Dear Miss Manners: I have a very good friend who invited me and my husband over for dinner and told us to get a baby sitter for our daughter.
I probably would get a baby sitter since my 6-year-old daughter would be bored with the adult conversation. However, I was a bit offended by the suggestion.
Am I overreacting?
Gentle Reader: No, because had your friends simply issued the invitation to only you and your husband, you would have understood their intentions without the added insult of instructing you on how to make it happen. Right?
Had everyone stuck with that, all would have been well. Your hosts would have accomplished their goal of having an adults-only evening – and you would have been spared any offense.
However, Miss Manners cannot help but notice that your reason for potentially procuring a baby sitter was not that your daughter’s company was not requested, but that she might have been bored. This implies that you might have considered bringing her, asked or not.
Sharing phone numbers
Dear Miss Manners: What is the protocol for sharing mobile phone numbers? When someone gives me their mobile number, I don’t assume it’s OK to give it out (unless that person has so specified). But people just casually ask for other people’s numbers like it’s no big deal.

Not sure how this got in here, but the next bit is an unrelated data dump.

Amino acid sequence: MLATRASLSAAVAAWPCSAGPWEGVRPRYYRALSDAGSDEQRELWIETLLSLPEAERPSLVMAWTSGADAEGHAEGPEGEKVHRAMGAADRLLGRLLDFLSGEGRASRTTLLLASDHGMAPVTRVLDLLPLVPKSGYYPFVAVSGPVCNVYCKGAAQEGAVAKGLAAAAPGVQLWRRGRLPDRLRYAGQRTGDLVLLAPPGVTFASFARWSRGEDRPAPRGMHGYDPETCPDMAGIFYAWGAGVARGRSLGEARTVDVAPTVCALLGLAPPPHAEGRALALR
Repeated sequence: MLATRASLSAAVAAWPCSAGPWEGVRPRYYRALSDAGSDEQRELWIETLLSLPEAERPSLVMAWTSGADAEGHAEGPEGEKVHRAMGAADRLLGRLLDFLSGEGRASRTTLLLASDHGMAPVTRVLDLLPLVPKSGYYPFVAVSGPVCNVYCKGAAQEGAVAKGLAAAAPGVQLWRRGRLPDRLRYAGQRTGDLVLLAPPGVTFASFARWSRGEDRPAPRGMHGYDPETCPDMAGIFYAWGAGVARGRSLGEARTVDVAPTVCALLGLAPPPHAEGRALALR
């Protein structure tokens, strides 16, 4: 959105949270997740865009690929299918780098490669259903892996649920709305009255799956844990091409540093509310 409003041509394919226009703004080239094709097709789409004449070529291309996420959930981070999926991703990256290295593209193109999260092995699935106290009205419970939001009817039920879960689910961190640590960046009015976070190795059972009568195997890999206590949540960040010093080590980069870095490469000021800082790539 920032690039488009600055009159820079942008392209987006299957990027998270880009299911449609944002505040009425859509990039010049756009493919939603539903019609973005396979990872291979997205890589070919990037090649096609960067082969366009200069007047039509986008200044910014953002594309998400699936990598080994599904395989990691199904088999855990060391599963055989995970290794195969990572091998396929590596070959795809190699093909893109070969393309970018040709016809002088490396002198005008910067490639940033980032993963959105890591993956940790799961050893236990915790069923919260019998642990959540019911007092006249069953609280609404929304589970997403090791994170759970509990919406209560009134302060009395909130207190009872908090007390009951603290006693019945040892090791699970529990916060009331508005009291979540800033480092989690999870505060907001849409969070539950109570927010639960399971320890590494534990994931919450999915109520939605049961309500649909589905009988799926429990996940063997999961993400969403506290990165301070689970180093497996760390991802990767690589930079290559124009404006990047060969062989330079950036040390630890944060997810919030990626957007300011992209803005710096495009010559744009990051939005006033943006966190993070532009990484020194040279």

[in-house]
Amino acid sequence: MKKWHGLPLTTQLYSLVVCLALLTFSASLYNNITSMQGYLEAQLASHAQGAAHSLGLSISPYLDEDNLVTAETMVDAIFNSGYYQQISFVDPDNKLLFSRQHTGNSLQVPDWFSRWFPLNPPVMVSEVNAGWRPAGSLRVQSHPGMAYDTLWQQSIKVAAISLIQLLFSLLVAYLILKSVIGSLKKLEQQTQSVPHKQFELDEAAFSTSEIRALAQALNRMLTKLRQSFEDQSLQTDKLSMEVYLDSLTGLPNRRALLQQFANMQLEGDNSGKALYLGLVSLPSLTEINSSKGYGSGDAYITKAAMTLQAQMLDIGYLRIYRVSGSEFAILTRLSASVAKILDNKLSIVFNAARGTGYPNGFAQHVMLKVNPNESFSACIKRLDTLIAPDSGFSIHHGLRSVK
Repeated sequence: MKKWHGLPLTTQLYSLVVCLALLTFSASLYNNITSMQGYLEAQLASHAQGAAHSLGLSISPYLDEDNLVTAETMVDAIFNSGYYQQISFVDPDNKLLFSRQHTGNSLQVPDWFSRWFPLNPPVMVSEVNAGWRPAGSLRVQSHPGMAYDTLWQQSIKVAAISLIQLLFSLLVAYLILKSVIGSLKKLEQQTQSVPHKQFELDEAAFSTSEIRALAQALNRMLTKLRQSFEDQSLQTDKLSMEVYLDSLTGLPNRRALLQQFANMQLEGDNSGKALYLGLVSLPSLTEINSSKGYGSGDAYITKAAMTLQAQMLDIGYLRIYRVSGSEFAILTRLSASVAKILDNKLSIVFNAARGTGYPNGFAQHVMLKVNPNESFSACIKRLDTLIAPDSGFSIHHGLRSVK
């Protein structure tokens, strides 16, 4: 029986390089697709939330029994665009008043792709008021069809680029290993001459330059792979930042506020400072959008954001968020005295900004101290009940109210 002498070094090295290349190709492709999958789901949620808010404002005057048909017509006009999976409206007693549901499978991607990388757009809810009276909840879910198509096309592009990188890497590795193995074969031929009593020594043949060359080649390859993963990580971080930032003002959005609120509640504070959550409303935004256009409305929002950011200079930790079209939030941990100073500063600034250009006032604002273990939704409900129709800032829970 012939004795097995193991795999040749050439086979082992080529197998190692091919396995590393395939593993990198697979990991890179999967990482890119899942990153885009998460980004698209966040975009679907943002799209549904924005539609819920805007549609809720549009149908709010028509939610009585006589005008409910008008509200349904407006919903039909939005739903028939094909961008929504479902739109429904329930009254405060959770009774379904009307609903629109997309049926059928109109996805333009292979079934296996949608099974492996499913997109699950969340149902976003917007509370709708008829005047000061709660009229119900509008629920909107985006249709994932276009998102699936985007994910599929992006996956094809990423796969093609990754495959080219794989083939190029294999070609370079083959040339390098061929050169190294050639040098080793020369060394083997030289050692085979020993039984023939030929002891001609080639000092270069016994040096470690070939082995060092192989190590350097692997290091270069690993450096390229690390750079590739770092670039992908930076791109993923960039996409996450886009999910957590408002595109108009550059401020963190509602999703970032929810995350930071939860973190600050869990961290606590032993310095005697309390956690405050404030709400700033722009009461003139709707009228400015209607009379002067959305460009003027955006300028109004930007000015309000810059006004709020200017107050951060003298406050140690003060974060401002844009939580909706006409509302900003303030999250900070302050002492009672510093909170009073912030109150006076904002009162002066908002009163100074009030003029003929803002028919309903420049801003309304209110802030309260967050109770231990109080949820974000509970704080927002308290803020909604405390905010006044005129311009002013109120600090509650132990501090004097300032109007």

I generally reply something like, “I don’t have permission to give it out, but if you’ll give me yours, I’ll ask him to call you,” and often I’m accused of being obstructionist or dramatic. Am I?
Gentle Reader: Not in this case, at least.
Miss Manners assures you that yours is a perfectly polite way to handle it. If these people feel that you are being overly dramatic, you might tell them, “I’m sure that you wouldn’t want me to give out your number to relentless salespeople or overzealous suitors.”
Dear Miss Manners: My father received two letters from people he does not know, written on yellow notebook paper. They were variants on “Can I buy your house? Please contact (phone number).”
Our house is not on the market and we have no plans to sell.
How should we respond, especially because these letters seem importunate and rude? One does not walk up to someone and say, “I love your coat. Can I buy it from you?” Nor does one write letters to strangers that say, “Can I make love to you? Please call (phone number).”
Gentle Reader: Perhaps there is such a thing as a “Not for Sale” sign?
This column was co-written by Judith Martin’s daughter, Jacobina Martin.